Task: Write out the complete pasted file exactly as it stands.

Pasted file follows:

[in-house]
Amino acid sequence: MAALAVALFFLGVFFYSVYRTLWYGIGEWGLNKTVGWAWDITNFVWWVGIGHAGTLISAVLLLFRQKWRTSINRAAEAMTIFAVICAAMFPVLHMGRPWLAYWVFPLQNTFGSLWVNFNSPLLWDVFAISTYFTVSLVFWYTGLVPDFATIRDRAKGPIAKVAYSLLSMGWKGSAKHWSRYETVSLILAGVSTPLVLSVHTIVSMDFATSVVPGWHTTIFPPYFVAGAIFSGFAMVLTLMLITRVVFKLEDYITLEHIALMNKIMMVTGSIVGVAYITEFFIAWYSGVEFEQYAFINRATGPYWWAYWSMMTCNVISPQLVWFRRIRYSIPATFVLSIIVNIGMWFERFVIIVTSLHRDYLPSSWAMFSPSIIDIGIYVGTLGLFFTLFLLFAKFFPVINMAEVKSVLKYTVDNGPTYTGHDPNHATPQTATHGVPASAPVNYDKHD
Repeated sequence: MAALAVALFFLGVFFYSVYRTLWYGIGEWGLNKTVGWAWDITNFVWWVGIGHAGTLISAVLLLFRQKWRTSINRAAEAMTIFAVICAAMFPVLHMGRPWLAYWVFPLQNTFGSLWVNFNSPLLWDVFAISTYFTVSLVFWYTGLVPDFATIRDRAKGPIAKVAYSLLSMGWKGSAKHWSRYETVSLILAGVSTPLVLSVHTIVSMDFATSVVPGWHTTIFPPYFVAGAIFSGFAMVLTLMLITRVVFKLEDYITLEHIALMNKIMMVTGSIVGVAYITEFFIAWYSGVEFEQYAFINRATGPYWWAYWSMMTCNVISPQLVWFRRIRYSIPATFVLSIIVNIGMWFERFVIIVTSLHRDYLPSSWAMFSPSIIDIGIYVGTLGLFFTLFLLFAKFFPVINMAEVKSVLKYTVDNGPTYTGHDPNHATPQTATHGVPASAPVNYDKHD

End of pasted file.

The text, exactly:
[in-house]
Amino acid sequence: MAALAVALFFLGVFFYSVYRTLWYGIGEWGLNKTVGWAWDITNFVWWVGIGHAGTLISAVLLLFRQKWRTSINRAAEAMTIFAVICAAMFPVLHMGRPWLAYWVFPLQNTFGSLWVNFNSPLLWDVFAISTYFTVSLVFWYTGLVPDFATIRDRAKGPIAKVAYSLLSMGWKGSAKHWSRYETVSLILAGVSTPLVLSVHTIVSMDFATSVVPGWHTTIFPPYFVAGAIFSGFAMVLTLMLITRVVFKLEDYITLEHIALMNKIMMVTGSIVGVAYITEFFIAWYSGVEFEQYAFINRATGPYWWAYWSMMTCNVISPQLVWFRRIRYSIPATFVLSIIVNIGMWFERFVIIVTSLHRDYLPSSWAMFSPSIIDIGIYVGTLGLFFTLFLLFAKFFPVINMAEVKSVLKYTVDNGPTYTGHDPNHATPQTATHGVPASAPVNYDKHD
Repeated sequence: MAALAVALFFLGVFFYSVYRTLWYGIGEWGLNKTVGWAWDITNFVWWVGIGHAGTLISAVLLLFRQKWRTSINRAAEAMTIFAVICAAMFPVLHMGRPWLAYWVFPLQNTFGSLWVNFNSPLLWDVFAISTYFTVSLVFWYTGLVPDFATIRDRAKGPIAKVAYSLLSMGWKGSAKHWSRYETVSLILAGVSTPLVLSVHTIVSMDFATSVVPGWHTTIFPPYFVAGAIFSGFAMVLTLMLITRVVFKLEDYITLEHIALMNKIMMVTGSIVGVAYITEFFIAWYSGVEFEQYAFINRATGPYWWAYWSMMTCNVISPQLVWFRRIRYSIPATFVLSIIVNIGMWFERFVIIVTSLHRDYLPSSWAMFSPSIIDIGIYVGTLGLFFTLFLLFAKFFPVINMAEVKSVLKYTVDNGPTYTGHDPNHATPQTATHGVPASAPVNYDKHD